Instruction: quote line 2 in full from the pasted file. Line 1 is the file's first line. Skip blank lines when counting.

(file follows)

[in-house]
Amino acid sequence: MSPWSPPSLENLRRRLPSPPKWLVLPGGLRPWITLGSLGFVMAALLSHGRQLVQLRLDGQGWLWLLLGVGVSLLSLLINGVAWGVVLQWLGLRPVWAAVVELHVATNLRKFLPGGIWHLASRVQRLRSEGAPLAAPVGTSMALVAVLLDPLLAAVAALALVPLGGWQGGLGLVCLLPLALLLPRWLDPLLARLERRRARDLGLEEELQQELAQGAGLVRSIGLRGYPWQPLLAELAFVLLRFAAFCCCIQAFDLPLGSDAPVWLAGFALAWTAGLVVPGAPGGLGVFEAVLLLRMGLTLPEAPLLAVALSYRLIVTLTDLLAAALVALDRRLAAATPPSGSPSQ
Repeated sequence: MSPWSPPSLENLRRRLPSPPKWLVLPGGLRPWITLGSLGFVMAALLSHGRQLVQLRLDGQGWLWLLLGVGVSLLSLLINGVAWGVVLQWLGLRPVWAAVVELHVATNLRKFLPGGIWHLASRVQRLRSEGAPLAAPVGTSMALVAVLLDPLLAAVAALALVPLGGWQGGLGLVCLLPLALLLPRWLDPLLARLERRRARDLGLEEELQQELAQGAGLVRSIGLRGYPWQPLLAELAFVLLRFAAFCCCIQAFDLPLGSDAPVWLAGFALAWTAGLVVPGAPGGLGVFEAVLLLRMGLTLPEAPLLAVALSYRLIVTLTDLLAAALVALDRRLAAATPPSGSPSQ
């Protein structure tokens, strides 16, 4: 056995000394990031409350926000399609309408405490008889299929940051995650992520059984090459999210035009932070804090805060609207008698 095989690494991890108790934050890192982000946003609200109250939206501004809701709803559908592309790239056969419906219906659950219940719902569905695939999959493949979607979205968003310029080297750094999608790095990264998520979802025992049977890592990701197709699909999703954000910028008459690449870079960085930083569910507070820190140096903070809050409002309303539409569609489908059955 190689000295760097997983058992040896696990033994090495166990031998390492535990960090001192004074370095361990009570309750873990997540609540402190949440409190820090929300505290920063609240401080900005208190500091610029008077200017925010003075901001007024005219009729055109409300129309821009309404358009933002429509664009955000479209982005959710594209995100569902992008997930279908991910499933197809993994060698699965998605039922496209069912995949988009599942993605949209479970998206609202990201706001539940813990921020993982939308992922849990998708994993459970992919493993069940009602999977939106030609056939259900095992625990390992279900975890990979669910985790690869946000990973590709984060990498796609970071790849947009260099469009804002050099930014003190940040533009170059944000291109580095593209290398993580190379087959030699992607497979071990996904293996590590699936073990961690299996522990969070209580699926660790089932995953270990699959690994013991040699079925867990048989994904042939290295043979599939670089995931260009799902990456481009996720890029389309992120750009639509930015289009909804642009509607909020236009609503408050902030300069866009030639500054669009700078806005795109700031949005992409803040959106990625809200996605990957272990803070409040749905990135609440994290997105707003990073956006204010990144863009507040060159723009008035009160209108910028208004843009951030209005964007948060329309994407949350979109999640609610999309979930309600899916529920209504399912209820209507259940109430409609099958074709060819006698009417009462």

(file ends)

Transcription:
Amino acid sequence: MSPWSPPSLENLRRRLPSPPKWLVLPGGLRPWITLGSLGFVMAALLSHGRQLVQLRLDGQGWLWLLLGVGVSLLSLLINGVAWGVVLQWLGLRPVWAAVVELHVATNLRKFLPGGIWHLASRVQRLRSEGAPLAAPVGTSMALVAVLLDPLLAAVAALALVPLGGWQGGLGLVCLLPLALLLPRWLDPLLARLERRRARDLGLEEELQQELAQGAGLVRSIGLRGYPWQPLLAELAFVLLRFAAFCCCIQAFDLPLGSDAPVWLAGFALAWTAGLVVPGAPGGLGVFEAVLLLRMGLTLPEAPLLAVALSYRLIVTLTDLLAAALVALDRRLAAATPPSGSPSQ